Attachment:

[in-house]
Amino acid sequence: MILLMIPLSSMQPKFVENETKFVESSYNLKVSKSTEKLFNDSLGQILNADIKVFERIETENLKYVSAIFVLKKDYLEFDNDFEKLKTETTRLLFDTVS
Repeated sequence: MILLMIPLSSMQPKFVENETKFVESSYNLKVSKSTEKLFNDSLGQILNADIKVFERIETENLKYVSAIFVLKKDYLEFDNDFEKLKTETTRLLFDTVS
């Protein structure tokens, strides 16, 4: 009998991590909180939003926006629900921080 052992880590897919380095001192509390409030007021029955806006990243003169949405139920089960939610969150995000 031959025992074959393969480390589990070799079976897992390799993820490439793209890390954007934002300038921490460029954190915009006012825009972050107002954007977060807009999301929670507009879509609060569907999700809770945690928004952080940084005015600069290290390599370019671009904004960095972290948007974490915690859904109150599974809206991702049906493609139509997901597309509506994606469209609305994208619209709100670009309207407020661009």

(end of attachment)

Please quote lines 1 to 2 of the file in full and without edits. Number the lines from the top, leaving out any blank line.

[in-house]
Amino acid sequence: MILLMIPLSSMQPKFVENETKFVESSYNLKVSKSTEKLFNDSLGQILNADIKVFERIETENLKYVSAIFVLKKDYLEFDNDFEKLKTETTRLLFDTVS